Fabulous mezzo-soprano Kimberly Barber was in town the other day to do a recital and masterclass. I couldn’t make it to the recital (I’d have to miss choir practice), so I went to the masterclass. I went hoping to take away some tidbits of vocal technique, but the participants were all excellent singers already so that wasn’t the focus at all. (Although she did make the singers do some of the same exercises my choir directors make us do, and for the same stated reasons.)
Instead, the class was mainly about conveying personality and emotion while singing. This year, the U of A opera students are performing Handel’s Serce, which is an excellent choice in a program where women significantly outnumber men. While the dramatis personae are only slightly biased in favour of men, a good proportion of them are “trouser” roles: once upon a time they might have been sung by castrati, but these days they’re sung by women. As an experienced performer, Barber has sung plenty of the mezzo-soprano’s trifecta of “witches, bitches, and britches“, but britches were very new to the students. A good proportion of each student’s segment, as well as the question period after, was dedicated to “how do you portray masculinity”.
It was a radfem reality check moment for me: these highly-educated, artistically and emotionally sensitive women lacked the language and underlying concepts to communicate about what they were doing, and were pretty much re-inventing the wheel. The first student was the female villain, and they worked on sexing her performance up. It was easy. Barber didn’t have to say much more than, “sex it up. Don’t be afraid to go over the top.” Five minutes from sweet to evil seductress. They spent more time working on portraying contemptuousness than sexiness. (I’m not going to touch the treatment of gender within the opera. It was 1738. Nuff said.)
When we got to the woman playing the male villain, a spoiled princeling, was when it got interesting. Since doing a masterclass with a Real Opera Singer is a big deal, the students had all dressed to impress, and for this student (a soprano) that meant short froofy dress, push-up bra, and really high heels. No question, she looked damn fine. But not like a prince. And she wasn’t acting like one either. She and Barber worked and worked at it, with Barber giving all sorts of examples from real life (GW Bush) and from film (Dangerous Liasons), and eventually physically positioning her body like she was a mannequin in a wax museum. And it just wasn’t taking.
Everybody knows, and can describe, the body language of a “sexy woman.” It can be described, because it varies from the Default Human. “Being sexy” is doing something. “Being ladylike” involves a defined set of prescribed and proscribed behaviours. On the other hand, trying to explain to the Other, how to embody the Default Human – i.e. a man – is perplexing. Men – especially Men in Charge – simply exist. And if you start trying to describe how to do it, it’s easiest to make a list of feminine behaviours to avoid: Don’t be limp-wristed. Don’t stick your pinkie finger out. Don’t tilt your head. Don’t wiggle your hips and shoulders. Don’t stick your hip out while standing. Don’t lower your eyes deferentially. Don’t cross your legs while sitting. Don’t cross your arms on your chest.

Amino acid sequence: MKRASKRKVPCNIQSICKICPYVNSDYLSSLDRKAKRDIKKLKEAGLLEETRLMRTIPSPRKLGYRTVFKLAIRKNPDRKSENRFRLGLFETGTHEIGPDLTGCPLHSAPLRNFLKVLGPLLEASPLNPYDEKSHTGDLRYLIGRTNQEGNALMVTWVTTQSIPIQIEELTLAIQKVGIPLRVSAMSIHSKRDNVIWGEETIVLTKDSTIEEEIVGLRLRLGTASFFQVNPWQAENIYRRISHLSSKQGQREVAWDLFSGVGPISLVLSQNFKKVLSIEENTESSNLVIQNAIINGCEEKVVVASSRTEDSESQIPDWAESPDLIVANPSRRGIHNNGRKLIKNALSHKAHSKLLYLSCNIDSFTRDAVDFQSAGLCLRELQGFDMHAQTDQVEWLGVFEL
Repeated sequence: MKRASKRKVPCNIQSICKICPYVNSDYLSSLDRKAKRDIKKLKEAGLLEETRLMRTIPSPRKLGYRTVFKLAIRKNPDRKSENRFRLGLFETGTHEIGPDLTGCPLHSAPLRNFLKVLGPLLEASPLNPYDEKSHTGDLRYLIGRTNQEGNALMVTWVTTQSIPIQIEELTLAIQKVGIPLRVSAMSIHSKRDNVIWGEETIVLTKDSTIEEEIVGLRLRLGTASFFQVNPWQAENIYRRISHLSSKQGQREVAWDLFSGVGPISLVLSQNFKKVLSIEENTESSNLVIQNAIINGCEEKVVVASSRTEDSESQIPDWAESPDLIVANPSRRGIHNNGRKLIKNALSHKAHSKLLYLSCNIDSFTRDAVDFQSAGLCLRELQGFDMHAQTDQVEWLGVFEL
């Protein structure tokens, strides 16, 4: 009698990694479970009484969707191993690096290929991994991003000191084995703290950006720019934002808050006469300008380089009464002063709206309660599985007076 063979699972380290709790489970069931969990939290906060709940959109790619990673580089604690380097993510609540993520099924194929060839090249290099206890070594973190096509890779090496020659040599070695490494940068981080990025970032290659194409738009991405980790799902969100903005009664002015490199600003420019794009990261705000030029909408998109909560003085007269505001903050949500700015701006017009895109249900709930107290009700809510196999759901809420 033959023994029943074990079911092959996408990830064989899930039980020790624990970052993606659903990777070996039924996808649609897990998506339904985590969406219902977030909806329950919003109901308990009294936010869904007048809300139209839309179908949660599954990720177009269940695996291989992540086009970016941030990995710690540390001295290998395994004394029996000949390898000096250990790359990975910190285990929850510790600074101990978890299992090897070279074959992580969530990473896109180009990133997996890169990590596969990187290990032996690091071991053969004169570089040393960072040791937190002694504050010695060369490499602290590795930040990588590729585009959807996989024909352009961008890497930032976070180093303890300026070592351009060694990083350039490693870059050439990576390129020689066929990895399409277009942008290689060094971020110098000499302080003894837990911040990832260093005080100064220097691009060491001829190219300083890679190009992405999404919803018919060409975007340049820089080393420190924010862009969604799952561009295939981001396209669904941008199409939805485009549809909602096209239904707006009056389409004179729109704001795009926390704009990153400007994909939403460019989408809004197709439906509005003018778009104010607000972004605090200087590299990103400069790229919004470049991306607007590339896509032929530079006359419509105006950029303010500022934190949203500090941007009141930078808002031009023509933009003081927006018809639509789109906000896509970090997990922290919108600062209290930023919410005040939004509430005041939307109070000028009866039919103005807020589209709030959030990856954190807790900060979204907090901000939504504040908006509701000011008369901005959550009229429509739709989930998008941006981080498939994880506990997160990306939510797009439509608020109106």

And if you try to come up with a set of imperatives instead, they tend to be hard to explain: Act confident. Behave dominantly. Take up space. What the hell does that mean, take up space? Matter takes up space; in normal everyday physics it can’t help it. How can you not take up space? In the absence of Feminism 101, chances are you haven’t explicitly noticed how women try to shrink and take up as little space as possible, while men expand. Airplane armrest-hogging is more than just an annoying individual quirk!
And so the poor young soprano kept on struggling, and Barber kept on giving examples, and nothing was happening. Finally, almost at the end of the allotted time, Barber had an idea: hey, take off your shoes. The transformation was almost instant. Still no spoiled, entitled princeling, but no mincing around with hyperextended knees and an arched back, either. Barber’s parting advice to the soprano was, whenever you practice this role, wear trousers and flats. And if you can find one, some kind of men’s jacket that makes your shoulders broad. Feel yourself into the costume.
As a feminist, that would have been where I started. The things women do to present a feminine appearance, constrain our behaviour. Clearly Barber had that intuition, but she didn’t really put it into words. I wonder how the masterclass would have gone if at least some of the people there had a few hours of reading introductory feminist and queer theory, and/or was Out about being feminist and/or queer.